Jul 17, 2014 12:45 PM EDT
Jon Snow's True Parents: Why a Popular Years-Old Game of Thrones Conspiracy Theory is Being Thrust Back Into the Spotlight
In George R.R. Martin's "A Song of Ice and Fire" (ASOIF) universe, Jon Snow's true parentage is kind of a big deal.
Though this theory is not new at all, it is becoming more and more popular as the TV show, adapted from Martin's books, does the same. The theory contains certain spoilers, so read with caution.
Martin first published "A Game of Thrones" in 1996 and from the outset he led his readers to believe there was something he was withholding about Jon's true parents. All the reader knows for certain is that Ned Stark returned from Robert Baratheon's rebellion with a child he said was a bastard he fathered during the war (hence the last name "Snow," an indicator of a base-born child by a Northerner).
However, the widely accepted theory is that Ned's account is a lie. A quick look at Jon Snow's Wiki of Ice and Fire page can give you a rundown of the years-old theory, but here it is in a nutshell.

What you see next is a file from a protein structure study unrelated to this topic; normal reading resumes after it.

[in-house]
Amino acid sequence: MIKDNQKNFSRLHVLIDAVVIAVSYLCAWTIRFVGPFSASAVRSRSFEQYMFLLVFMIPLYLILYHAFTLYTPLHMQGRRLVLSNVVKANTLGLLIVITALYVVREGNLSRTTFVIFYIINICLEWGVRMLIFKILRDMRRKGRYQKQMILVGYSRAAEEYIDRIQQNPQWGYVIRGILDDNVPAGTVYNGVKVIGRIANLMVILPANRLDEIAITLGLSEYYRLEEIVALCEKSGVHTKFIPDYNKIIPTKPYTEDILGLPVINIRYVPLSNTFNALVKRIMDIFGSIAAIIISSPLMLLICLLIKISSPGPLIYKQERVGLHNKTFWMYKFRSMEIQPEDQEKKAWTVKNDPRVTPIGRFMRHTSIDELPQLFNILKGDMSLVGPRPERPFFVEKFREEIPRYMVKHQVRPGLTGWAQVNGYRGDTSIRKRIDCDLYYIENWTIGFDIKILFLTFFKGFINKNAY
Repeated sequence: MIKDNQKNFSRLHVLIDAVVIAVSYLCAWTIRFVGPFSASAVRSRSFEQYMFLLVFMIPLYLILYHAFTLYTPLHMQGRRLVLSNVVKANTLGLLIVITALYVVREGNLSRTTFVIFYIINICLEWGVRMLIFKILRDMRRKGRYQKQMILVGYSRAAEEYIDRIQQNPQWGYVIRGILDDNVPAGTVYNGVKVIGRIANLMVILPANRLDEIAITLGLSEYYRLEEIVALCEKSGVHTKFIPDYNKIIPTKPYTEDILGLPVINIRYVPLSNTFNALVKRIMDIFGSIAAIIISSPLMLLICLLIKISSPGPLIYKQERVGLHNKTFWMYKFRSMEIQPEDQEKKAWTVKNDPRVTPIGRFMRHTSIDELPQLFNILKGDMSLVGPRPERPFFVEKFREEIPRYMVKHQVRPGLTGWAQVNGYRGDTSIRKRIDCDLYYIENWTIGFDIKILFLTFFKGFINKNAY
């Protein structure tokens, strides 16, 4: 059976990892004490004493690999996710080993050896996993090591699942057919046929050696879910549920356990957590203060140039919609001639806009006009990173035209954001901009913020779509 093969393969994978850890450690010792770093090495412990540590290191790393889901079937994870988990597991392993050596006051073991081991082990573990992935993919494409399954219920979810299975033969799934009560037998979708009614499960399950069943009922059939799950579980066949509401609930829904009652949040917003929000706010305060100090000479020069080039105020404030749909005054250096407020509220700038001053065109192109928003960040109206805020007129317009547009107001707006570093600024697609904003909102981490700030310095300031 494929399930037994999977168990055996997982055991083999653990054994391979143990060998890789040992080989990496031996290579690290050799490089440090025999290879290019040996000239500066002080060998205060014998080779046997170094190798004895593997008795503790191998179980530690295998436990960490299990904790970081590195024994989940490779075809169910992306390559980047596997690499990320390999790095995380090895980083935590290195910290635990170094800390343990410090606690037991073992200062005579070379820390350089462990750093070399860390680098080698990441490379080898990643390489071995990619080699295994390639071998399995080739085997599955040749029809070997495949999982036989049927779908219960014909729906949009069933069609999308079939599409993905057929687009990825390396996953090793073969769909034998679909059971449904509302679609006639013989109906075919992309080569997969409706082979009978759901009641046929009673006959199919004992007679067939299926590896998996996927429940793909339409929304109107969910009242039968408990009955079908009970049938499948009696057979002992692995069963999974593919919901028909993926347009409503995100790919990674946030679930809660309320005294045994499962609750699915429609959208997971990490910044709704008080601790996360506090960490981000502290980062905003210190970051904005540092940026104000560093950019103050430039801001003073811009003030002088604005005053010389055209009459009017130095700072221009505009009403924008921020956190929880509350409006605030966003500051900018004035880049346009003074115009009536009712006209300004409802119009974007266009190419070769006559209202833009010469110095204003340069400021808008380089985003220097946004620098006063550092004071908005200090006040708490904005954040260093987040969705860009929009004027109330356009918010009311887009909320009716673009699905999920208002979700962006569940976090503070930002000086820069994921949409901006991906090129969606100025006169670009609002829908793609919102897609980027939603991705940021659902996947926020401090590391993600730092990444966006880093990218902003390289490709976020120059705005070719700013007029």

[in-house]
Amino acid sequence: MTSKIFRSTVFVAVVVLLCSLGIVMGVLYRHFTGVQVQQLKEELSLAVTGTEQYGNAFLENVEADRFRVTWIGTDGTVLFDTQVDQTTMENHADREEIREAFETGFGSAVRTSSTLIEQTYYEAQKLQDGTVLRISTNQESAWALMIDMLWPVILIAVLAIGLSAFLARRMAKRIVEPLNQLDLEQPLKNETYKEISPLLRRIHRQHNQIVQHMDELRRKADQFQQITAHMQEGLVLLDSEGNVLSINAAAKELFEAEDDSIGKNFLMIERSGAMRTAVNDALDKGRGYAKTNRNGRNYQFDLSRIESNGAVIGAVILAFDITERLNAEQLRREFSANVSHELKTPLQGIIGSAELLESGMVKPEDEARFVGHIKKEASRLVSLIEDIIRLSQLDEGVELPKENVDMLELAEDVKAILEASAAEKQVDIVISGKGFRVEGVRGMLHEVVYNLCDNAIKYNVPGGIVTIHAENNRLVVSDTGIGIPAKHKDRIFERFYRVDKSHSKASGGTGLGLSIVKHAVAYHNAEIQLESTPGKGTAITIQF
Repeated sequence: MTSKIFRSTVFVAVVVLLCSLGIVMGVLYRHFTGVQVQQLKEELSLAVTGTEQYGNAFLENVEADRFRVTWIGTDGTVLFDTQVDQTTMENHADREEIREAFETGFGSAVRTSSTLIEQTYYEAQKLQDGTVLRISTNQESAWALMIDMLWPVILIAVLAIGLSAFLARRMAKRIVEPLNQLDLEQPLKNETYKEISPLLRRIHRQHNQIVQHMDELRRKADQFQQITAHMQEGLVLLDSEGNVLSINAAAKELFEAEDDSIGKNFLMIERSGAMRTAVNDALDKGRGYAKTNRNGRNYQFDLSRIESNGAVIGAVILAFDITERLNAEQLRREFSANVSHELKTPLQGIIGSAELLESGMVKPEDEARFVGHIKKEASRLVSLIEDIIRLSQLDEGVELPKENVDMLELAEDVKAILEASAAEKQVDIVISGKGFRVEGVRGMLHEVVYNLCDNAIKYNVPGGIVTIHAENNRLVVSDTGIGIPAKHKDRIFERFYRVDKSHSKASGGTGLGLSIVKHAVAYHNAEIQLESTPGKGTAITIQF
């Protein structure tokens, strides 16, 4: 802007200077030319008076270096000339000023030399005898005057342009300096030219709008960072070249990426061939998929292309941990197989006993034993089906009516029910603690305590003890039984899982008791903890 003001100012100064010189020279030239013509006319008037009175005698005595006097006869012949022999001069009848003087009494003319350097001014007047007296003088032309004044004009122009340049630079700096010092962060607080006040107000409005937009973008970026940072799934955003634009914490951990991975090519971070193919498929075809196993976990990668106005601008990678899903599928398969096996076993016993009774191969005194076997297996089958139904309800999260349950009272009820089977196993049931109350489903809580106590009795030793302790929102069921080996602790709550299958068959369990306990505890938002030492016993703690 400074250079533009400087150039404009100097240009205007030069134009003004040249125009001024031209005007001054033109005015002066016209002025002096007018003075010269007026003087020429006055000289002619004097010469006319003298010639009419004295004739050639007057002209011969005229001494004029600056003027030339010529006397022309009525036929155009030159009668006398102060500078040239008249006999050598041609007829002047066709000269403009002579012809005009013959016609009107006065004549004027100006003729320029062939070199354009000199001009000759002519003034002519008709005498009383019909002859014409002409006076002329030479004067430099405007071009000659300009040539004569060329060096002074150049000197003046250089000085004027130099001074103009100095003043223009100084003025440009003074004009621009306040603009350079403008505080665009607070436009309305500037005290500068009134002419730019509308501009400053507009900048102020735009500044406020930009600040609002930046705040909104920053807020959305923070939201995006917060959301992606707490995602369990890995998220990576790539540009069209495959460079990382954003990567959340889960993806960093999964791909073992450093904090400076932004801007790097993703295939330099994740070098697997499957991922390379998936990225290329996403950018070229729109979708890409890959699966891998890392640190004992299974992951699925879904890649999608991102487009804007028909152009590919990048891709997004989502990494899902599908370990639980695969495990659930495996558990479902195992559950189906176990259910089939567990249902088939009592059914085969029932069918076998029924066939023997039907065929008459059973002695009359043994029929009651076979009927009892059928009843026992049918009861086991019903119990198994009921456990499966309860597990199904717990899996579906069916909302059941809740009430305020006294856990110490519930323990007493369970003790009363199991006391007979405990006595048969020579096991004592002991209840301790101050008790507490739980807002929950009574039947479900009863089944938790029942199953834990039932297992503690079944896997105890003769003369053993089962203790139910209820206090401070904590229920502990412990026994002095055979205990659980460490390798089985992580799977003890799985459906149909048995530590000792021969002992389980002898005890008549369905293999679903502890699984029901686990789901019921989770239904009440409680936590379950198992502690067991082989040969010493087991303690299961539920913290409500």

Rhaegar Targaryen (son of "the Mad King") fathered Jon with Lyanna Stark (Ned's sister) and Ned claimed that child as his own bastard after the two died. Ned also never discussed Jon's mother with anyone, not even his wife Catelyn, but he is constantly reminded of a mysterious promise he made to Lyanna before she died. To add to the intruige, the only man alive who may know of Ned's promise is Howland Reed, a character who has yet to appear even in the book series.
Of course, there are many layers to this theory and it is a driving force in the ASOIF story. So why is it all of a sudden grabbing attention on the Internet? YouTube, of course, and BuzzFeed and the Huffington Post.
Alt Shift X posted a video explaining the theory of Jon Snow's true parentage July 12, 2014, then BuzzFeed and HuffPost brought the video to its legions of readers shortly after.
The theory has been driving fans crazy for years. For example, a quick search for "Jon Snow true parentage theories" brought up a thread on the TowerOfTheHand.com forum. The thread apparently began in 2009 and its participants discussed the possibility that Jon and Daenerys Targaryen (Rhaegar's sister) are bound to end up together.
For all the theories in play, one thing is clear: Martin wants his readers to discuss Jon's parentage and that is why Lyanna's memory haunts Ned in the first book and it is why Dany is found constantly thinking about her dead family members who once ruled the Seven Kingdoms.
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